Some embodiments use the event dispatcher as the centralized point for relaying events between program components of the application. Accordingly, a developer does not need to include functionality in the event-generating program components for sending events directly to event listeners, nor is there a need to include functionality in event-listening program components for obtaining events directly from event generators, although such functionality could be included for some situations. Put another way, at least some (or potentially all) of the program components that are event listeners do not directly receive events from event generators, and at least some (or potentially all) of the program components that are event generators do not directly provide the events to event listeners. Instead, the event dispatcher acts to identify generated events and provide indicators of the events to interested event listeners.

In some embodiments, each time a component of an event-driven application generates an event, an instance of an “Event” class is created with parameters such as an instance ID, the component that created the event, and/or parameters to be passed with the event. Event dispatcher 308 can track members of the “Event” class and provide suitable feedback to those program components that listen to the event.

In some embodiments, event dispatcher 308 consults an in-memory listing of program components that are event listeners. For example, code for the program component may identify one or more events for which the program component is an event listener. When the code for the program component is executed, the in-memory listing of event listeners can be updated.

In this example, Text Field Code 302 and I/O code 306 represent program components that are event generators. For example, I/O code 306 may generate one or more events 320 in response to input, such as mouse movements, gestures, or actions (e.g., left-click, right-click). Each event may include parameters—a movement event may identify the end coordinates of the gesture, for example, while an action event may identify whether a left click or a right click occurred along with the coordinates at which the click occurred. As another example, a left click and a right click may be defined as unique events with no parameters; it will be understood that the definition of events can be left to the preferences and desires of the developer(s) defining the software application and/or the execution environment.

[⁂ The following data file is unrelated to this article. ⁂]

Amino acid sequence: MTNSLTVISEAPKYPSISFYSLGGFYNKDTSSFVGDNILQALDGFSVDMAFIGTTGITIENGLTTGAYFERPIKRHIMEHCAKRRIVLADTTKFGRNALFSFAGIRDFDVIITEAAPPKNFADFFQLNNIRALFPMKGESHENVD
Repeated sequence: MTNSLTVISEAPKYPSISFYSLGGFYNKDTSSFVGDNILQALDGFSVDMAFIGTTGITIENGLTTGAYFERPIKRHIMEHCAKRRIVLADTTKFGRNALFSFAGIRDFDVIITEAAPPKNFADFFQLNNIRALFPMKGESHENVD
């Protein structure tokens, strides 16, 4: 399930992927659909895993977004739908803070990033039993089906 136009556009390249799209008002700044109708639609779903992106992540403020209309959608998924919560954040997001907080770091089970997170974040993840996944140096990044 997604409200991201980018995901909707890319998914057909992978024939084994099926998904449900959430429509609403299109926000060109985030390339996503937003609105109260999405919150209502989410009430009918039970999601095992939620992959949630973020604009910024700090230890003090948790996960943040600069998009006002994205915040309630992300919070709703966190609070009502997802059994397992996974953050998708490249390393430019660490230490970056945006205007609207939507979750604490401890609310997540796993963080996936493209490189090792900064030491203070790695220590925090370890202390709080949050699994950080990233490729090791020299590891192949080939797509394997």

Text Field code 302 may generate one or more events 324, such as an event identifying when text is entered into the text field; the entered text may be included as a parameter. Another example of an event generated by Text Field code 302 can include an event identifying when the Text Field is selected.

Display code 304 is an event listener in this example. For example, Display code 304 may listen for events 320 from I/O code 306 to update the display, such as highlighting text when a mouse hovers over the text or changing a graphic when the graphic is clicked. As shown at 322, when I/O code 306 generates an event 320, event dispatcher 308 consults the list of event listeners for such events and notifies the listeners, including display code 304. Display code 304 is also an event listener for events from text field code 302. For example, when new text is entered into a field created by Text Field Code 302, an event 324 may be reported and dispatched to code 304 as shown at 326 so that display code 304 can echo the text in another portion of the display.

In accordance with one or more aspects of the present subject matter, development application 119 includes an event monitor 310 that accesses data identifying the generated and dispatched events from event dispatcher 308. This access is shown at 328. As was noted above, in some embodiments, event monitor 310 can interface with event dispatcher 308 and function as an event listener for all events. However, in some embodiments, event dispatcher 308 may be unaware of event monitor 310—for example, event monitor 310 may simply identify the working memory used by event dispatcher 308 to identify newly-generated and dispatched events.